QCF: Lollipop Chainsaw

Grasshopper Manufacture has developed a reputation for creating gaming experiences with insane and humorous parts, with just enough of both to entertain and sometimes shock its audience. Lollipop Chainsaw is the latest creation to grace consoles with the unlikely collaboration between James Gunn and the infamous Suda 51. While the game’s controls and combat seem to be the best of any Grasshopper game so far, the lack of polish and sometimes pointless mini-games ultimately makes this cheerleader seem like a high school fling you’ll probably forget about.

The eighteenth birthday of Juliet Starling starts like any other day, running late for school while her boyfriend Nick waits patiently to give her a special present before class. However, the sudden uprising of the undead, as well as the emergence of the Gods of the Rotten World, leaves Juliet without a school and Nick without a body. The San Romero student then sets out to send all the inhabitants of the Rotten World back to their home and protect this realm from being destroyed, using her trusty chainsaw as well as the decapitated head of her soul mate. 

The combat is reminiscent of previous Grasshopper games such as No More Heroes, but without the use of motion controls restricting the player's ability to pull off combos and precision strikes. Combos are learned through upgrades, which can be purchased with coins earned from performing stylish kills and attacks. Although it’s not as deep as other games in its genre, it's certainly one of the best from this developer so far. It was enjoyable using various methods to achieve specific combos while exploiting the weakness of stronger enemies. The best part of the combat had to be “Sparkle Hunting,” which can only be achieved when Juliet has beheaded or dismembered three or more zombies with one striking motion, whether it's with the chainsaw or an upgraded version of the weapon that is earned throughout the game. 

During the game there will be moments when Juliet participates in other activities other than zombie slaying. Some of these mini-games were mediocre, such as Zombie Basketball or attaching Nick’s skull to a headless zombie to make areas accessible. However, these breaks from combat seemed broken at times and not as well conceived as the majority of the game. Zombie Baseball was the most infuriating, as Juliet tried and failed multiple times to eliminate zombies attempting to prevent Nick from scoring runs for the home team. It’s just like Shadows of the Damned; amazing concept and some respectable gameplay, but misses the mark because of incorporated mini games that don't fit in the game at all. Other hack and slash games succeed by simply focusing on the action. It’s unfortunate how Suda still seems to get carried away with small deviations from the core aspect of the game, which always seems to hurt the finished product.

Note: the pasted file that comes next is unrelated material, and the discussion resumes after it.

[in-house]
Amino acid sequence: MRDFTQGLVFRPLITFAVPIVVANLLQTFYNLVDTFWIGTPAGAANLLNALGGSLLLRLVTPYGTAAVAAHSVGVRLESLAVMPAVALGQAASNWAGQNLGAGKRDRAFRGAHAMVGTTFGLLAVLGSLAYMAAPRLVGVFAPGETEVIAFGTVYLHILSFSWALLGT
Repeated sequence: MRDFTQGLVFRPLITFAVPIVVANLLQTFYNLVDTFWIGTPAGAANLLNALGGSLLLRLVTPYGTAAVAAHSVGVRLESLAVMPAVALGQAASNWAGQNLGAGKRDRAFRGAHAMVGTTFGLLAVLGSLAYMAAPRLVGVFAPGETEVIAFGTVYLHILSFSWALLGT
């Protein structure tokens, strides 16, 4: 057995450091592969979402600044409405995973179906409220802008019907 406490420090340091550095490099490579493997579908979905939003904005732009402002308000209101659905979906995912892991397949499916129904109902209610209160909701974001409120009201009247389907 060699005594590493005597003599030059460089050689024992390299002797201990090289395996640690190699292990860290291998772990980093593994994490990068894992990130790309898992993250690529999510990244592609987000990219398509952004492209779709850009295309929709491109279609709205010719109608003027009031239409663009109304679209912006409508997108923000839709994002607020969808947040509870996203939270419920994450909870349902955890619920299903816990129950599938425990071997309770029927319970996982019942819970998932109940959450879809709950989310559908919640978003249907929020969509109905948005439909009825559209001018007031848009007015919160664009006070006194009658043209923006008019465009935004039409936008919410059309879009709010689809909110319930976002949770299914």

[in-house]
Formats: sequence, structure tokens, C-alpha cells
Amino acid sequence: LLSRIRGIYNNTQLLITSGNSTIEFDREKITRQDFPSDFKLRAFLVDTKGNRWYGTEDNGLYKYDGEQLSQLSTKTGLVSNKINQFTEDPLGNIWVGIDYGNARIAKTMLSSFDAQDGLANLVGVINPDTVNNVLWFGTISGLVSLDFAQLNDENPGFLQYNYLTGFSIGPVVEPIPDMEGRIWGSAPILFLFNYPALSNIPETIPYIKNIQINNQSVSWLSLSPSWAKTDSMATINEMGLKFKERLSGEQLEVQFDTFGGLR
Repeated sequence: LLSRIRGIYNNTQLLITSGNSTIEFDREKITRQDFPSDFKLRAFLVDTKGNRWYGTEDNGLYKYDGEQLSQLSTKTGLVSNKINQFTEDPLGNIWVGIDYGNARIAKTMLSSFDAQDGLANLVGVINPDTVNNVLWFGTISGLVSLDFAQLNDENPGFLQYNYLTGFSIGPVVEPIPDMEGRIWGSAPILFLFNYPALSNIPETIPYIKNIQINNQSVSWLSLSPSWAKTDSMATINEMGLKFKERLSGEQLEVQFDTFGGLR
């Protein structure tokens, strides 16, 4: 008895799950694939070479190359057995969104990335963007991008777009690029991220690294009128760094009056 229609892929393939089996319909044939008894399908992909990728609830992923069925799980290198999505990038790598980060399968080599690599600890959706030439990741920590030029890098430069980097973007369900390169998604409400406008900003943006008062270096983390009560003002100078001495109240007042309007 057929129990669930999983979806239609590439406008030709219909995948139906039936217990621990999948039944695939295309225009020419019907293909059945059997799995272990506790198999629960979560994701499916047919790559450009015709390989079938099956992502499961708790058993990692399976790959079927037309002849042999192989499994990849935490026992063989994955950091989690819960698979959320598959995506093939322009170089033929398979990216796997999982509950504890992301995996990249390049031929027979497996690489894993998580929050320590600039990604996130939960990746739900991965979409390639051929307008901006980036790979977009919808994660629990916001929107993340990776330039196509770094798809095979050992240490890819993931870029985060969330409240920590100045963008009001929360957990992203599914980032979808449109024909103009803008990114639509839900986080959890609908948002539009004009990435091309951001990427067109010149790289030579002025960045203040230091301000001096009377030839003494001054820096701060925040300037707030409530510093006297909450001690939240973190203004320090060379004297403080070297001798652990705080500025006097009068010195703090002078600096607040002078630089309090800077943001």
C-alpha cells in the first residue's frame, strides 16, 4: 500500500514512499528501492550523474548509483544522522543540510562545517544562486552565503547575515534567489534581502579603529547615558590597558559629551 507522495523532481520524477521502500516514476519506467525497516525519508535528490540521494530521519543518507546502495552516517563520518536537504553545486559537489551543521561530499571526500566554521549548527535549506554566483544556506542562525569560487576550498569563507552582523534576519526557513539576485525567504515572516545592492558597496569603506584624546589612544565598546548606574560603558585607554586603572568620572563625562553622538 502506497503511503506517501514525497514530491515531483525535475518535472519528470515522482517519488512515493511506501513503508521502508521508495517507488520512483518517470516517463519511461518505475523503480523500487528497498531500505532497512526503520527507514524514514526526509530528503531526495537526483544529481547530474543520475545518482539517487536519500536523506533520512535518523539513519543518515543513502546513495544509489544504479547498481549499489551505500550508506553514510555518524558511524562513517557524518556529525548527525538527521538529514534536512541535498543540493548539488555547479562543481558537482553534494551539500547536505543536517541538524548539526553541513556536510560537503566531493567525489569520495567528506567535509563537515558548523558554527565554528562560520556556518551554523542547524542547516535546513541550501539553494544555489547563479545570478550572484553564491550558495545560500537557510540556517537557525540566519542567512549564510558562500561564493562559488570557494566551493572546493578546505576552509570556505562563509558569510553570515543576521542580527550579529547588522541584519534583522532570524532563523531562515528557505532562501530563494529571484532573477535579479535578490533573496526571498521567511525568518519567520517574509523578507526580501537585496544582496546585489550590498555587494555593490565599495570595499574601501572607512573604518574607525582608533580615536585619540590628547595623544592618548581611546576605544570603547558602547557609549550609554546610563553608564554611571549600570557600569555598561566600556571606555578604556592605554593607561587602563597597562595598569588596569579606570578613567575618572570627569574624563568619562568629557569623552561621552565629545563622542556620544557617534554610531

The saving grace of this title is the soundtrack, with Akira Yamaoka once again reprising his role of composer along with Jimmy Urine, the lead singer of Mindless Self Indulgence. The licensed tracks complement the orchestral score and boss music so well; it’s no surprise that the official soundtrack is already in high demand. No game since Brutal Legend has used music to define not only the tone of the game, but is a character in the game as well. That being said, if I never hear the song “Lollipop” again, it will be a very, very good thing. The voice acting is another high point of the game, with memorable characters and bosses who are amusing to watch, and each with their own crazy references to high school clichés and music. The relationship between Juliet and Nick is also believable. Although the game doesn't take itself seriously, you're able to relate to them as a couple and cannot help but root for them while they take out the undead as a team.

Lollipop Chainsaw is Grasshopper Manufacture’s best effort so far. However, I believe they will always fall short of offering anything more than a single playthrough and missed opportunities. The inclusion of leaderboards and plenty of unlocks offers replay value, which has not been seen in their games so far. Suda 51 has always been someone who can see his vision, while using music and crazy characters to portray it. The studio would be unstoppable if they could only find that polish needed to make a masterfully designed game. Lollipop Chainsaw had its moments, but was just shy of being a truly great game. That’s okay though -- we all can’t be the captain of the football team or the head cheerleader.




 Three out of Five Hadokens

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